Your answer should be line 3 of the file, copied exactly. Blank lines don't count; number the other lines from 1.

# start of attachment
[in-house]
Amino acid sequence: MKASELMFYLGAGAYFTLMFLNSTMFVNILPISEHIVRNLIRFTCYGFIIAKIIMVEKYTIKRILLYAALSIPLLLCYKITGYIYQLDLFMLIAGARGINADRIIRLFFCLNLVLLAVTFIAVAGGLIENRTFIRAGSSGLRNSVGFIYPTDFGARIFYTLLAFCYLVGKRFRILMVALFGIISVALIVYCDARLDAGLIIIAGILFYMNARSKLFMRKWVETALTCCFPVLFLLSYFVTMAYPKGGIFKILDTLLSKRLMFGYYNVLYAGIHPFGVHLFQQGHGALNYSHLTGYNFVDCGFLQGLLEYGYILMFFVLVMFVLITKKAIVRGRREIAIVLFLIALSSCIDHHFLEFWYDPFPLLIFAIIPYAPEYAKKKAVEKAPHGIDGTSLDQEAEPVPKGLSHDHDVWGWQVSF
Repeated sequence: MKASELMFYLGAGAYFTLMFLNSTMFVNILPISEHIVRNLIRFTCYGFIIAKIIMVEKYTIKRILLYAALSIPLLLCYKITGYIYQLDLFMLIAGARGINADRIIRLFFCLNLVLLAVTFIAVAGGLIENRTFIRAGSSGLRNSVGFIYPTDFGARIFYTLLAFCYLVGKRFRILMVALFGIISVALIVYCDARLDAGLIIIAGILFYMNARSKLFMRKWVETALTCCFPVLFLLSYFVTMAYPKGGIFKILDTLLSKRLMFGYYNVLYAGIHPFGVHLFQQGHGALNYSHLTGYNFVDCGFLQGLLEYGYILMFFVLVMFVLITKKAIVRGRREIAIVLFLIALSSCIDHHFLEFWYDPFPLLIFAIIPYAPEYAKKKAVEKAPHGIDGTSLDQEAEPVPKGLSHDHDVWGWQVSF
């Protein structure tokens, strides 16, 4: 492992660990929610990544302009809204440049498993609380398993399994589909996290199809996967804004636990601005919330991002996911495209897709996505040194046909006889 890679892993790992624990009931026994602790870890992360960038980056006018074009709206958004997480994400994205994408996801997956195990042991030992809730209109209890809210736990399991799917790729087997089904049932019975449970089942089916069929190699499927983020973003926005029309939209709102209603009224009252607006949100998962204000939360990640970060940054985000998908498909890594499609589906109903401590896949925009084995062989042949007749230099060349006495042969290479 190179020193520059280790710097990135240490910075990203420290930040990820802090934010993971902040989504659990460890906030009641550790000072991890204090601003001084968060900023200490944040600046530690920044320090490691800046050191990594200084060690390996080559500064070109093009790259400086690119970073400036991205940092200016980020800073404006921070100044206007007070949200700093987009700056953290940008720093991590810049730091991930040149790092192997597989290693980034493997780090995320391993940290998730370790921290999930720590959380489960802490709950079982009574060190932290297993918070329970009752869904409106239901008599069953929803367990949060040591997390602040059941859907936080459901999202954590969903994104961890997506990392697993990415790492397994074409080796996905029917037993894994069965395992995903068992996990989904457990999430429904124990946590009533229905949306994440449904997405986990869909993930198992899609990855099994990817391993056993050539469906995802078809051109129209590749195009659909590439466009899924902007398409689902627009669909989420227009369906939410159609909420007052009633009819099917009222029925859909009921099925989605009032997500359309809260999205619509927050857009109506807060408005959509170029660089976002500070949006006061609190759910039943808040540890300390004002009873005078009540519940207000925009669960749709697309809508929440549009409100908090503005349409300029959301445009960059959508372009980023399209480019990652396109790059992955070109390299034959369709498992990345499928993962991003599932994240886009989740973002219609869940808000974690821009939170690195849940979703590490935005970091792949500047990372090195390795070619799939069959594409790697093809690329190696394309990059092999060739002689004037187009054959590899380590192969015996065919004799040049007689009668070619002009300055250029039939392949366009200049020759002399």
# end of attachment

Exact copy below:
Repeated sequence: MKASELMFYLGAGAYFTLMFLNSTMFVNILPISEHIVRNLIRFTCYGFIIAKIIMVEKYTIKRILLYAALSIPLLLCYKITGYIYQLDLFMLIAGARGINADRIIRLFFCLNLVLLAVTFIAVAGGLIENRTFIRAGSSGLRNSVGFIYPTDFGARIFYTLLAFCYLVGKRFRILMVALFGIISVALIVYCDARLDAGLIIIAGILFYMNARSKLFMRKWVETALTCCFPVLFLLSYFVTMAYPKGGIFKILDTLLSKRLMFGYYNVLYAGIHPFGVHLFQQGHGALNYSHLTGYNFVDCGFLQGLLEYGYILMFFVLVMFVLITKKAIVRGRREIAIVLFLIALSSCIDHHFLEFWYDPFPLLIFAIIPYAPEYAKKKAVEKAPHGIDGTSLDQEAEPVPKGLSHDHDVWGWQVSF